As we were in the lock, the operator told us that they had been getting reports of boats hitting submerged obstacles along the first few miles of the canal. Great…but we’re committed now! The route was speed controlled, straight, pretty but boring, and hovered around 6.2 ft deep the entire way. We lightly touched something on the bottom about every mile or so (*thunk*), immediately threw the shifters into neutral to make the props stop spinning before the solid object made it to the back of the boat, waited several seconds for inertia to take us past whatever it was we hit, and then put things back in forward and continued. Despite all the clunks, we somehow managed to not pick up any vibration indicating propeller damage.
The north lock waiting wall happened to be right next to a decent shopping center, so we made tied up and ran off for a big grocery run while we waited for the 1:30PM opening, restocking the pantry for more time on anchor. The highlight of the day was the north lock operator, who shared historical details about the canal, and treated us with a conch-shell concert while the water level slowly dropped.
We finally exited the swamp and proceeded through Norfolk, which was a surprisingly endless collection of enormous dockyards and drydocks working on building/refurbishing gigantic ships, container ships being loaded and unloaded, and endless navy ships, for miles and miles. After 11 hours of cruising, we finally exited the Norfolk channel, popped across the bay, and put down our anchor on a huge area of 10ft deep flats just outside of Hampton. We opened some drinks and vegged out, pretty exhausted. We were super excited about starting a week of work after this weekend.
Ultimately, we decided that we’d do the outside route, if we were going to do this again. The Dismal Swamp was pretty, and neat, and locks are fun, but spending 3 hours with no music playing so you can listen for thunks, and endlessly worrying if you’re about to destroy your running gear, isn’t quite worth it. If they’d put another foot or two of water in there, it’d be a lot more exciting of a proposition to redo.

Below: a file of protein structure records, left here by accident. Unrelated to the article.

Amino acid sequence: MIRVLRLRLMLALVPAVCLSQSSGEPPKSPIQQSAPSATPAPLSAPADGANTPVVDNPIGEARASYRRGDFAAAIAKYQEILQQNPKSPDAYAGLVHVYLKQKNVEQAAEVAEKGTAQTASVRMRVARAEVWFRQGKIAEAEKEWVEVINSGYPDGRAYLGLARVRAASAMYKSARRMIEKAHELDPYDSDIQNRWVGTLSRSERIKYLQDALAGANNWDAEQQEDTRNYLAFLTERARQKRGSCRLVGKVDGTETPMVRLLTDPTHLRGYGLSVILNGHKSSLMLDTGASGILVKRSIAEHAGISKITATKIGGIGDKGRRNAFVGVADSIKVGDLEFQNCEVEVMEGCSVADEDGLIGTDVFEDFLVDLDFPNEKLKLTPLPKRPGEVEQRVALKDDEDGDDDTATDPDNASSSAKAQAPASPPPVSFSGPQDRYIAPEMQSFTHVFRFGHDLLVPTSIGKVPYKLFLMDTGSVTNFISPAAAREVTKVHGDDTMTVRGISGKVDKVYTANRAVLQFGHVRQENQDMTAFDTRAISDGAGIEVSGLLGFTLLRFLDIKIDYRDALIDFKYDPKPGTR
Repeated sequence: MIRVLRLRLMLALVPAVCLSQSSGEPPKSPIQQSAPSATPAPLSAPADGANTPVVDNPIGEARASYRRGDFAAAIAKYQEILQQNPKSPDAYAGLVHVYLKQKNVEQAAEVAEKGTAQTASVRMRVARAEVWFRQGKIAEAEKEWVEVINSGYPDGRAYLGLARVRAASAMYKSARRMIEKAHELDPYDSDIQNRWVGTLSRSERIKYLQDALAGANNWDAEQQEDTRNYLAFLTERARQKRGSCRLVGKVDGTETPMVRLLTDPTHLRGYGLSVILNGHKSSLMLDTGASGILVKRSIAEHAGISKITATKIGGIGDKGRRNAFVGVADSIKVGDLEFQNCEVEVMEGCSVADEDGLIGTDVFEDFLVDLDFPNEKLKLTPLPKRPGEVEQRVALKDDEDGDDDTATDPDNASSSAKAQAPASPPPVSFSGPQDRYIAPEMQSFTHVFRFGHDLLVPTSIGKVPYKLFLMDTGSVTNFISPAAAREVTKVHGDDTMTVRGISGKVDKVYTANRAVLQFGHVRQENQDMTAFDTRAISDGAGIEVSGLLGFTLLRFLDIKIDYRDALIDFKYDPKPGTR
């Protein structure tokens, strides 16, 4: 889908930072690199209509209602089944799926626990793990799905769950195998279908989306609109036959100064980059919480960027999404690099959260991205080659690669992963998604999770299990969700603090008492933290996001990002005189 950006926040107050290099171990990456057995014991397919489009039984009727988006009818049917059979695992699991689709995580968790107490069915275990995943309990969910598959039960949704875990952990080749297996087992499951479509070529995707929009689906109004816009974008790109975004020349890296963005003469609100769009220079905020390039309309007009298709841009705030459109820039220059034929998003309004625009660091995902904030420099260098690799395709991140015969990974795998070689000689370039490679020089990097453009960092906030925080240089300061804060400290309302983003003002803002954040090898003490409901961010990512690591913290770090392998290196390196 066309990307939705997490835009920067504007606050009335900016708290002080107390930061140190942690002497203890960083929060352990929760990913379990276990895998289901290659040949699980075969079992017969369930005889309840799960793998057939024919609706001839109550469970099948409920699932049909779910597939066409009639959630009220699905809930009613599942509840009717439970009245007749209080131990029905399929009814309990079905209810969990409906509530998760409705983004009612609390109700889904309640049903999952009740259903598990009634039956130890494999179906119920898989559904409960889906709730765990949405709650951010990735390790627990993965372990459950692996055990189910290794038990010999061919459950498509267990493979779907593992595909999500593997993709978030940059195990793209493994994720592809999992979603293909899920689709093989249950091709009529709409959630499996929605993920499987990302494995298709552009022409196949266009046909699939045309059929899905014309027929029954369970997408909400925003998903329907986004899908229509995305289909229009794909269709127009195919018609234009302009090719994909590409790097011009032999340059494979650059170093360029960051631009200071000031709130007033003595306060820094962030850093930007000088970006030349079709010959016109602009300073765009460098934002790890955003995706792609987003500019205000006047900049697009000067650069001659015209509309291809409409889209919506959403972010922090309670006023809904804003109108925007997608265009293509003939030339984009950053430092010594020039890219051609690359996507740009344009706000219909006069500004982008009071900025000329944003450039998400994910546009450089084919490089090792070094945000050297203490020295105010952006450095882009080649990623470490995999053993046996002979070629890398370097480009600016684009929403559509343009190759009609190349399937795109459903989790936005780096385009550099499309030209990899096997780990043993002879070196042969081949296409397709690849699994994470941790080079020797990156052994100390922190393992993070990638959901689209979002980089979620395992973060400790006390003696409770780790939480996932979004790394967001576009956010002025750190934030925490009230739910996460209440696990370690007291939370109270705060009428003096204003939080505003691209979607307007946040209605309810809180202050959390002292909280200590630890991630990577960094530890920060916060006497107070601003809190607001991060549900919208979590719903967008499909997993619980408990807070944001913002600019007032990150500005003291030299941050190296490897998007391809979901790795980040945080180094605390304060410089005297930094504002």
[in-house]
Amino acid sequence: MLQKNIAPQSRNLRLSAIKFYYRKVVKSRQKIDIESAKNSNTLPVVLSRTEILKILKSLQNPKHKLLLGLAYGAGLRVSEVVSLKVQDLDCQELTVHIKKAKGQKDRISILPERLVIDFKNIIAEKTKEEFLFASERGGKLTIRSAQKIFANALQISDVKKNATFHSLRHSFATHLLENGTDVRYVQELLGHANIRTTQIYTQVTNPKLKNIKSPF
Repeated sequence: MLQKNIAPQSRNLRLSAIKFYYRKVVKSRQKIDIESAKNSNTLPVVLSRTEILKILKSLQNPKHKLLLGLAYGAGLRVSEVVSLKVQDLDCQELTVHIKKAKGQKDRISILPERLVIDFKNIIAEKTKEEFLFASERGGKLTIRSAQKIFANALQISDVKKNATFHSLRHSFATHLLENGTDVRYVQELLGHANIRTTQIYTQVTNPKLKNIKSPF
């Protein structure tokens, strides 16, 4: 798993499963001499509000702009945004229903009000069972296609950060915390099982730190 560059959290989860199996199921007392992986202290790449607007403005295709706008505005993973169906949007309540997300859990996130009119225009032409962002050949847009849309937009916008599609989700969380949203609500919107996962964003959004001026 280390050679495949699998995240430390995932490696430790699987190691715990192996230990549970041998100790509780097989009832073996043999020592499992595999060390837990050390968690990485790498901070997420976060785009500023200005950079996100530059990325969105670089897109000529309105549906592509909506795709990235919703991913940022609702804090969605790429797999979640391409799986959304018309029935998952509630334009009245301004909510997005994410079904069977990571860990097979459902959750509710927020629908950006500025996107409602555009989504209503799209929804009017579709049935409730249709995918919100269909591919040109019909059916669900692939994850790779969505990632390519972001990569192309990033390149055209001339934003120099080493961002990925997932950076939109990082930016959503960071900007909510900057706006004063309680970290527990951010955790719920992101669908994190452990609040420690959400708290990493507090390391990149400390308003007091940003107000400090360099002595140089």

We left Tina’s pocket and continued northward towards Wrightsville, which was to be our last anchorage before heading to Topsail Island, Surf City for re-provisioning. This turned out to be a pretty busy anchorage. We were warned by ActiveCaptain that “the locals don’t understand “no wake” zones”, which turned out to be true, so in addition to a pretty windy night, we had a relatively tippy evening until sunset.
Possibly due to a combination of both, our anchor bridle snapped after the sun had gone down before we were heading to bed. This is a device/rig that clips onto the anchor chain and has two lines that we tie to the two front cleats on the boat. This takes the burden of the load on the anchor and spreads it to the cleats, rather than the chain pulling directly on our anchor winch. When the rope snapped, the device sank to the bottom of the bay. With no other backup device, we ended up threading the remaining section of the line through a link in the chain and calling it good for the night. The next day, I called ahead to our next couple planned marina stops and found one where with a marine store that is actually open and will deliver a shiny new bridle system right to the marina for us. Unfortunately, we won’t be getting there until Friday (4/17), so we’ll have to make do until then.
Our next planned stop was Topsail Island Marina in Surf City. We had planned this in advance for a couple weeks and had several packages sent there for various boat projects. You know, just a few packages…
Since we knew that a windstorm was coming, we decided to lengthen our stay so that we’d be tied up in a marina when it hit. Surf City was actually a pretty cool town, which would have been fun to visit had anything been open. We did manage to get some awesome tacos, just before even that closed due to it being Easter weekend also.
We spent the weekend working on various projects, including fixing a coolant leak on the Port engine, changing the oil (4 gallons per engine!) and both oil and fuel filters for both engines (an all-day activity), and updating some of the relays for connecting our various battery banks to 21st-century technology.